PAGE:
UP & Away
Mathew Knowles reveals his guide to life and the real reason he's proud ofBeyoncé
Mathew Knowles says there are a million reasons why he could have failed at life.
Born black and poor in rural Alabama during a time when segregation still reigned, he lived in a house on a dirt road that didn't have indoor plumbing until he was 14. He was one of the first African-Americans to graduate from previously all-white Gadsden (Ala.) High School, and, while he managed to fit in as well as he could in a sometimes hostile environment, he admits some emotional scars remain.
"I have insecurities in my private life even today that I have to work on," the 59-year old entrepreneur told an audience gathered at Rice University Tuesday night for The Mini-UP Experience, a precursor to the annual October gathering of internationally-known great thinkers at the Stafford Centre.
But Knowles, who went on to create Houston-based Music World Entertainment and until recently managed the career of his daughter, Beyoncé Knowles, said he never let such impediments swamp his dreams.
"As a boy, I wanted to be a businessman. In the third grade I invested $5 in candy and I was the most popular kid in school (selling it as a profit)," he said. "As you walk through life, passion has to be your driver. If there's anything you take away from this, it all starts with passion. It all ends with passion. Every day I wake up passionate about the music world."
Knowles' guide to life includes these observations:
In hiring employees, if they're more concerned about their salary than what they will be doing, he questions if they're right for the job. The one thing successful people have in common, he says, is a great work ethic. "If you have passion, obviously it's not, work. It's fun. It's joy."
Don't be afraid to fail
In 1992, Girl's Tyme, a singing group that Knowles put together featuring Beyoncé, competed on Star Search. After they lost, the pre-teens "cried their hearts out," Knowles said. Afterwards, he approached host Ed McMahon and asked how the group could be successful. McMahon told him to refocus his efforts on the business end.
So, once back in Houston, Knowles enrolled at Houston Community College to study management techniques. "Knowledge is power," he said.
The reincarnated group, Destiny's Child, went on to phenomenal success, but the early going was rough. "Their first song was No no no because we heard so many 'No, no, no's," Knowles said.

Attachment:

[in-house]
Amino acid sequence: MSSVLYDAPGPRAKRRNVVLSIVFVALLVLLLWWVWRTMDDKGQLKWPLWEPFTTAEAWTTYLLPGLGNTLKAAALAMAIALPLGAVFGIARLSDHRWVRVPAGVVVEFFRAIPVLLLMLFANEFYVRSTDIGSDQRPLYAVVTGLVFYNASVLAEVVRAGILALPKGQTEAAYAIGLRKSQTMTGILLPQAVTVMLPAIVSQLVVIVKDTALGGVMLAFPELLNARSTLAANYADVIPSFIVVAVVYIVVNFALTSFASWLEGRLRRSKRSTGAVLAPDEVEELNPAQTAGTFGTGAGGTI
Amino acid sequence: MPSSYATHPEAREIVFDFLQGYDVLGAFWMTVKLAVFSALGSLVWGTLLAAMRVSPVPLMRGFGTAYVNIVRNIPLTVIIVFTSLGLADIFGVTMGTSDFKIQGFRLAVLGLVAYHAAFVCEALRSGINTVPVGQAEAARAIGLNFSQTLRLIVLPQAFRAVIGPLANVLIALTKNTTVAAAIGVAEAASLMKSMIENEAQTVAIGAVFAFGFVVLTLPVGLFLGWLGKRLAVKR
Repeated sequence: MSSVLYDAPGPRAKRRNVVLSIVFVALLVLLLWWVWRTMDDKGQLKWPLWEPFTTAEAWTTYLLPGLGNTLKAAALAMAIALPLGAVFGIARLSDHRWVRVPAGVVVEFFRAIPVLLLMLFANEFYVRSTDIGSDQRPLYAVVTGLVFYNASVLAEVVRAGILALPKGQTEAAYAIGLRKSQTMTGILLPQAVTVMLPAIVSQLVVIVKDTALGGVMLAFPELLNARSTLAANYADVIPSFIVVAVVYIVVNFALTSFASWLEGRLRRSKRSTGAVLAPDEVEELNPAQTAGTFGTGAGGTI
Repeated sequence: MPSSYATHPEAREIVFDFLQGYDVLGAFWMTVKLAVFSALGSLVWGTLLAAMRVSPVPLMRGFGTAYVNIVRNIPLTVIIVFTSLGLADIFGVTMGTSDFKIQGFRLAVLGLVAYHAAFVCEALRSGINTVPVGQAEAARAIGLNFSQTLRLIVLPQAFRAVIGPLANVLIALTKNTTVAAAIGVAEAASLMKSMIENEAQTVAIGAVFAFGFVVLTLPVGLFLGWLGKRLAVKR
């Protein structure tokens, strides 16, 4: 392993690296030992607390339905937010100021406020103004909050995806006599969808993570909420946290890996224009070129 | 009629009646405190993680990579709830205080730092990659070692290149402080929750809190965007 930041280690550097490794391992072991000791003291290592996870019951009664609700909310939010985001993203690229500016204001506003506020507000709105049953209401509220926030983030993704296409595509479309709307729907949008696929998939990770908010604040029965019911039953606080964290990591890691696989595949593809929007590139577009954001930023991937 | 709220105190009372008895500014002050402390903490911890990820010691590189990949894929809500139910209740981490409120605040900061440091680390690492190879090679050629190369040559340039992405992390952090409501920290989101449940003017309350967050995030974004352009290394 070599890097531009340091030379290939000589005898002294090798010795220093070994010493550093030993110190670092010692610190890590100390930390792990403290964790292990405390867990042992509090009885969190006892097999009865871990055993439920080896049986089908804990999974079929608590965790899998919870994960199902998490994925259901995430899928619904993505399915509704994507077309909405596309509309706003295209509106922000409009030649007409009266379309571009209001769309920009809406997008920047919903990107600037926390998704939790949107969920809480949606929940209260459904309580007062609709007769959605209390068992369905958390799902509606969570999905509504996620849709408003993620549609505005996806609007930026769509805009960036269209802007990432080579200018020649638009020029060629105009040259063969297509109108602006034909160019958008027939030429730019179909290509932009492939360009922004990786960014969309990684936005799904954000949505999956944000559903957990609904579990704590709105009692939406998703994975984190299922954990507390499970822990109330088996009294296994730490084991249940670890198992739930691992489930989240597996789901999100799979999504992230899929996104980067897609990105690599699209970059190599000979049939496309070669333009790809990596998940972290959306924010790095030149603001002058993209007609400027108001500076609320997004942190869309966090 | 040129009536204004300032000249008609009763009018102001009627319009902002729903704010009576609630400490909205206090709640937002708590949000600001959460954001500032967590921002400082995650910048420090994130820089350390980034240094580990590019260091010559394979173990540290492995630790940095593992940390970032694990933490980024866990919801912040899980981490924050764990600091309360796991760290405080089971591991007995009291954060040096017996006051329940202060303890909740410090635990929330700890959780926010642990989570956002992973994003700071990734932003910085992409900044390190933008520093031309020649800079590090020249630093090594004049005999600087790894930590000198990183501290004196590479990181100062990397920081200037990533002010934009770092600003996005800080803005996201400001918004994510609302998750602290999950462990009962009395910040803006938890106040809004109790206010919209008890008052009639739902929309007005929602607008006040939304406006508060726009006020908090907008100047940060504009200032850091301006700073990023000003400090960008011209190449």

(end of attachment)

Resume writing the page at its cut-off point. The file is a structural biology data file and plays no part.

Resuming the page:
"I haven't learned anything from my successes. All my successes have come from my failures," he said. "Never be afraid to fail. Failure is the best thing to happen in business because it teaches you."
Asked to name a failure, Knowles came up with a humorous example. Early on, he paired Destiny's Child with a boy band for a concert tour. "I had the idea to put them all in one tour bus. That doesn't work when you have four 16-year-old girls and four 21-year-old boys. I literally put these guys out in Baton Rouge, Louisiana," he said.
Have a plan
The much ballyhooed announcement that Knowles will no longer manage his 29-year-old superstar daughter's career didn't happen overnight, he says. Beyoncé came to him nine months ago and told him, "I want to build my own career," so they worked out a transition plan.
"Successful people plan," he said. "A failure to plan is planning to fail."
Have a high "talk-to-do" ratio
A lot of people talk a lot, but never follow through. Knowles insists the team around him have a high "talk-to-do" ratio. "If you say you're going to do it, then do it," he said.
Calculate your risks
Successful people are risk takers, but it's got to be worth the risk, Knowles said. "It needs to be a large enough reward if you're going to take the risk."
Think outside the box
In a class he teaches at Texas Southern University, Knowles asks a student to get into a box-sized space and pick three people to come along, so they can see how confining it can be psychologically. "If you're inside a box, it's because you're a boxed-in thinker. What happens in that box is you are constantly hitting a wall. If you step outside that box, you have nothing but mobility."
The family attends St. John's Downtown Church, and Knowles recalls many years ago they would often pass a mansion on Hadley street after services ended while walking to their car. He and younger daughter Solange would dream of day about owning the mansion. "One day, daddy, you're going to own this," she told him.
Years later, he passed by the mansion and noticed a "For Sale" sign. He walked in and asked to see the owner but the receptionist, not believing he had the financial means to buy such a grand house, turned him away. He returned the next day and was more persistent. The owner finally agreed to see him and was a little standoff-ish until Knowles asked, "Would you prefer a cashiers check or a personal check?"
He later found out the home was owned by William Marsh Rice, the namesake of Rice University. "Who would ever have thought that?" Knowles recalled.
Asked his most important accomplishment, Knowles replied, "My daughters Solange and Beyoncé are good people who care about humanity. They will look you in the eye and ask how you're doing or swerve their car to miss hitting an animal. It's not the awards (they win). It's that they are good, genuine people."
Asked how he handles tabloid pronouncements about his family's life, Knowles said he follows what he calls the "Jedi mind trick," where — poof! — such pronunciations vanish into thin area and out of his mind.
"As long as my family and banker are happy, I'm good with it," he said with a chuckle.
What is he excited about now? Faith-based gospel music.
"Right now, the world needs hope and inspiration," he said. "The world does not need any more religion."